Lawsuit challenges state’s ban of musical instruments in CapitolA federal lawsuit filed Tuesday in Madison seeks to stop the state Department of Administration from banning musical instruments used in protests in the Capitol building.
By: By Mike Simonson/Wisconsin Public Radio, Superior Telegram
A federal lawsuit filed Tuesday in Madison seeks to stop the state Department of Administration from banning musical instruments used in protests in the Capitol building.
The lawsuit stems from the arrest of a Red Cliff tribal drummer during demonstrations against a bill that would have fast-tracked iron ore mining permits. Ceremonial drummer Sam Morris was evicted from the Capitol and ticketed for violating the Wisconsin Department of Administration’s policy against musical instruments inside the building. The $263 citation was dismissed later.
His attorney Glenn Stoddard says the policy violates Morris’ First Amendment rights.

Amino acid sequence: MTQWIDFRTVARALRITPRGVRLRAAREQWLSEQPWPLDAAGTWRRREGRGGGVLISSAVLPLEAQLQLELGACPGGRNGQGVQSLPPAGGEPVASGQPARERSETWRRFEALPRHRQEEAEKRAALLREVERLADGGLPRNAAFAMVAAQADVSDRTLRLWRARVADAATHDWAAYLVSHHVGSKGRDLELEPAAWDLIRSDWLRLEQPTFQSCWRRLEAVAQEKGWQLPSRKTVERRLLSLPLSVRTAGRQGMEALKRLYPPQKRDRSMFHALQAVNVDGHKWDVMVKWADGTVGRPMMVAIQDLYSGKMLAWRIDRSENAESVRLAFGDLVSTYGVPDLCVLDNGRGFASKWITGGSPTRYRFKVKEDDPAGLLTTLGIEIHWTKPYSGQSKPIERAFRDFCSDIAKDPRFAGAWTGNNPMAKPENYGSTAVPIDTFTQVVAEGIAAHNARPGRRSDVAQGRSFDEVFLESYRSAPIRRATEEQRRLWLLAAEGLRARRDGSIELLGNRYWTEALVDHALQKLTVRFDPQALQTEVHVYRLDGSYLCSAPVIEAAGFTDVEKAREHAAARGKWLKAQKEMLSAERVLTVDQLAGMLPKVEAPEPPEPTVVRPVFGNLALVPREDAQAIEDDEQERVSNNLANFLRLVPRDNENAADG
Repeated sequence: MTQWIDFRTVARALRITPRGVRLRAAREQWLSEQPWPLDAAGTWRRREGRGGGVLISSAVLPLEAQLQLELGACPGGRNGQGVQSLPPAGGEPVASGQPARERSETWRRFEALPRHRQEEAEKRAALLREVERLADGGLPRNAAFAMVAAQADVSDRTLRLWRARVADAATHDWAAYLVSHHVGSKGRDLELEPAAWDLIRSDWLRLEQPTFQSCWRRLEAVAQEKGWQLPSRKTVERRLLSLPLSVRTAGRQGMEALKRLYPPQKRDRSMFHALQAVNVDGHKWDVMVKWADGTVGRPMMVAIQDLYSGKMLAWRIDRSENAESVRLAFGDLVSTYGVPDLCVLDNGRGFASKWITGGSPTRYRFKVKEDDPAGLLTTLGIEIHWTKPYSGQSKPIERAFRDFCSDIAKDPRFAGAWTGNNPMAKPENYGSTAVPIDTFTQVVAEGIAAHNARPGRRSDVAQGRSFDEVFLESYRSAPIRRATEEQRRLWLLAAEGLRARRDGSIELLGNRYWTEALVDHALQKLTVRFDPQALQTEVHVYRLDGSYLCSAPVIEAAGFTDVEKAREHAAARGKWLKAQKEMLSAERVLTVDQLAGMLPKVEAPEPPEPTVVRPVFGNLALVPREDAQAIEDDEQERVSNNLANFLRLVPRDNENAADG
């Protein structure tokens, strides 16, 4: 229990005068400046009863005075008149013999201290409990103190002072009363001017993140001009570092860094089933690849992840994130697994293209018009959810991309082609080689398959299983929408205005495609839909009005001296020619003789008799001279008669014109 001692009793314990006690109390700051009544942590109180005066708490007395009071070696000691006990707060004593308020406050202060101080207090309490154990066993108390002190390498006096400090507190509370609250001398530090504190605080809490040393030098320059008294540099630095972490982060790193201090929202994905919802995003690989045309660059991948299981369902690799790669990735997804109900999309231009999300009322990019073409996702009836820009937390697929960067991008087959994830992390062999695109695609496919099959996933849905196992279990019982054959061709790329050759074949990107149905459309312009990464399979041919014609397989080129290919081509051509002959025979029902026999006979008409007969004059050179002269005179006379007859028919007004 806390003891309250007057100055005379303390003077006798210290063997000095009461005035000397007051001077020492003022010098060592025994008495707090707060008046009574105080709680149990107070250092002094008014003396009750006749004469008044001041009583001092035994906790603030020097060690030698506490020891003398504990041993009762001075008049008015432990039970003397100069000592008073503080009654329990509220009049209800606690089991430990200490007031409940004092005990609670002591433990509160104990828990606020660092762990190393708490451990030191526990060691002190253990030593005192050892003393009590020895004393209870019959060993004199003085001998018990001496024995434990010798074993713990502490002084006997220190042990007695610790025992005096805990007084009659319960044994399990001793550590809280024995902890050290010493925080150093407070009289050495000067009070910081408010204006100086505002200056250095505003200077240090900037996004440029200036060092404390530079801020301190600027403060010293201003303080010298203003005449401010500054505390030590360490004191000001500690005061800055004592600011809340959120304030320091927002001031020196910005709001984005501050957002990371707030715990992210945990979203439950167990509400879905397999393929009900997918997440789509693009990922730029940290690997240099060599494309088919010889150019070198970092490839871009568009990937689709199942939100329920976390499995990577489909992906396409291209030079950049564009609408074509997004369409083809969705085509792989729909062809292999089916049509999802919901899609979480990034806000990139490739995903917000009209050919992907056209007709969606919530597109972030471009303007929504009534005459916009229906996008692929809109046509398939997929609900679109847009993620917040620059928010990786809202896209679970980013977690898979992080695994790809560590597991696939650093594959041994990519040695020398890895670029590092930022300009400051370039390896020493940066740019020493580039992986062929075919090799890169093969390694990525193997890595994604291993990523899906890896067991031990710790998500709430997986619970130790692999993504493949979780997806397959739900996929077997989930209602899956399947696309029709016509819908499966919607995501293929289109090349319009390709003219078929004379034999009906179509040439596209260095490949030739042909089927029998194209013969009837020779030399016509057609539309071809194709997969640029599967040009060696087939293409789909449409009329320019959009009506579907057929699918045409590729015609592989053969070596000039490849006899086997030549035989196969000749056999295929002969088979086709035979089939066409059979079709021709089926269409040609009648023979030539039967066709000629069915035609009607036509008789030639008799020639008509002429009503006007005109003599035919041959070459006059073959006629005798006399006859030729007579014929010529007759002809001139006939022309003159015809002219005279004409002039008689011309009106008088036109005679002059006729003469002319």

“At a time when it was very important to have his voice heard and his drumming voice heard, which is the heartbeat of the Ojibwe people, by representatives of the people who were trying to pass a law that would allow a huge open pit mine in northern Wisconsin, his voice was silenced by the police and by those rules of the Department of Administration,” Stoddard said.
The lawsuit names DOA Secretary Mike Huebsch and the police officers involved, alleging violations of the 1st, 4th and 14th Amendments. It asks the musical instrument policy be overturned as well as unspecified damages for Morris.
A spokesperson with the Department of Administration wasn’t immediately able to comment on the lawsuit.